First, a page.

COASTAL EVOLUTION OVER THE PAST 3000 YEARS AT CONRADS BEACH, NOVA SCOTIA, CANADA: UNDERSTANDING THE DYNAMICS OF TRANSGRESSIVE COASTS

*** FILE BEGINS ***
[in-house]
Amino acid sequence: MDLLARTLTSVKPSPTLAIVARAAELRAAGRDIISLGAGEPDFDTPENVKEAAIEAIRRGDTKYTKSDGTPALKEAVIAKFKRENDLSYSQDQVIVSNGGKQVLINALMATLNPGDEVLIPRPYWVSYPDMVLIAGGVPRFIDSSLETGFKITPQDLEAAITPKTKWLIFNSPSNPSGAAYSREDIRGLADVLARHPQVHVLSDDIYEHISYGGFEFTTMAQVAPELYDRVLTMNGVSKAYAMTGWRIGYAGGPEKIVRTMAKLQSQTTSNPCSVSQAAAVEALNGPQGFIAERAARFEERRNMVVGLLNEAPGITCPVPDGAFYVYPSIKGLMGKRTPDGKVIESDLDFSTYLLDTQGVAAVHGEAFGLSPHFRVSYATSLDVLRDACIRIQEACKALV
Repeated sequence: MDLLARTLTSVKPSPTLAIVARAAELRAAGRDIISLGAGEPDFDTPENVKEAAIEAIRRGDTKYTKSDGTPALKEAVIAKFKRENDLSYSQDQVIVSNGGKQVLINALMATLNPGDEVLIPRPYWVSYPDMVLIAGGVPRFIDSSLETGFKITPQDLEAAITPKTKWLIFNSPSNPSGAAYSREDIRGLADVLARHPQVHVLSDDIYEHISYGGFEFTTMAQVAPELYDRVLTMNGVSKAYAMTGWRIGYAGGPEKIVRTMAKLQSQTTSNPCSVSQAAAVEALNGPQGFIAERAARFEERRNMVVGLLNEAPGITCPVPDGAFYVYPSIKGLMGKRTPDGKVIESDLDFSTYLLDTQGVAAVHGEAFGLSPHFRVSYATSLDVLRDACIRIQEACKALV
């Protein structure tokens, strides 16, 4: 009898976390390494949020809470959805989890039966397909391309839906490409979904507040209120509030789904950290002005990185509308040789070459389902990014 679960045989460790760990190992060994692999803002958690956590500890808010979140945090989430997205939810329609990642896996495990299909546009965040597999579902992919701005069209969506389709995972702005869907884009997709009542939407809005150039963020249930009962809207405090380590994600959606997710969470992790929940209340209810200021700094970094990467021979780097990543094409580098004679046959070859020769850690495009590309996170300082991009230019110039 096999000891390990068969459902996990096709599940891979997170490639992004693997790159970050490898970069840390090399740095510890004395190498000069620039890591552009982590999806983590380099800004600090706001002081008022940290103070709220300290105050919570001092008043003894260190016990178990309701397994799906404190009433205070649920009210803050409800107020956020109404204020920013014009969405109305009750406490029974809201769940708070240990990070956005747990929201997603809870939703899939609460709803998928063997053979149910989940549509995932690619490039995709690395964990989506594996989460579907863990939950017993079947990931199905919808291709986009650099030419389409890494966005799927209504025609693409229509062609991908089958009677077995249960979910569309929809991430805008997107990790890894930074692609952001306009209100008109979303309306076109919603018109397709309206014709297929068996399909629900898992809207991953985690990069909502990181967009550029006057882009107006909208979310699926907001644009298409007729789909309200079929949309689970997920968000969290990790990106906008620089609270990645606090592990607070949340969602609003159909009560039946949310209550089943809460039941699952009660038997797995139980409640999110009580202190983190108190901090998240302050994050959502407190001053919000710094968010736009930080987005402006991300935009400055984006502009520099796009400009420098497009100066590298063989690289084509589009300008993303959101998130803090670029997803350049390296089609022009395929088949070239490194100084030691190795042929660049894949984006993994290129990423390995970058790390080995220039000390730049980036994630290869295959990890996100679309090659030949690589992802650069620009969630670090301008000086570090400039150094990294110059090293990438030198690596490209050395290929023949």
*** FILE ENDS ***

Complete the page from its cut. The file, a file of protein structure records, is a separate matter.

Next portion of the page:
Although many modern coastlines are retreating as a result of global sea-level rise, periods of stability and progradation may result from time-varying sediment supply. In formerly glaciated regions, where sediment is derived primarily from finite glaciogenic sources, sediment input may support progradation for a time, but decline when the source deposit becomes exhausted. For Conrads Beach on the Atlantic coast of Nova Scotia, georectified maps based on aerial photographs, maps and LiDAR data, coupled with beach profiles and historic records show that the shoreline has retreated overall during the past ~230 years. The western and eastern shoreline have also experienced stasis and progradation, respectively, over intervals of years to decades, as well as rapid erosion and accretion over periods of days to months, largely as a result of powerful storms. In the 1960s, a tidal inlet formed and filled within a few decades, migrating ~60 m laterally during this time. To investigate timescales of centuries to millennia, ground-penetrating radar profiles which imaged to depths of 6-8 m were linked to 13 vibracores that penetrated up to 4.2 m, and supplemented by refraction seismic data to 23.5 m depth. Grain-size parameters were used to support facies identification for sand samples. An age profile based on radiocarbon dating suggests that the area was open-marine or littorial at about 2800 calendar years BP. Locally increased sediment supply caused rapid buildup and progradation of beach ridges along the eastern beach from ~600-150 years BP. Landward of the beach-ridge area, cores from a lagoon and marsh connected to the ocean by tidal inlets yields dates that correspond to the period of beach-ridge formation. As the coast retreated, erosion of drumlins provides large sediment pulse over a periods of centuries, temporarily building out the coast and creating a lagoon. The results support previous models for the Atlantic coast of short-term progradation in response to intermittent sediment supply from discrete sources, superimposed on prevailing coastal retreat. Conrads Beach may serve as a model for the behaviour of other high-sensitivyt coastal with local sediment sources. To test the Conrads Beach model, comparably detailed studies at other sites would be required. To check whether such studies are feasible, reconnaissance ground-penetrating radar/global position system data were collected at five additional Atlantic Canada study sites. These sites represent three distinctive environments of coastal evolution (Atlantic Ocean, Northumberland Strait and Gulf of St. Lawrence) located in areas of both moderate and high coastal sensitivity. Radargram facies similar to Conrads Beach were identified, study site features were compared and sediment sources evaluated. Aerial photographs, maps and LiDAR were also located for some of these sites. The abundance of aerial/map data and encouraging preliminary ground-penetrating radar results suggest that the Conrads Beach model could be tested at those locations.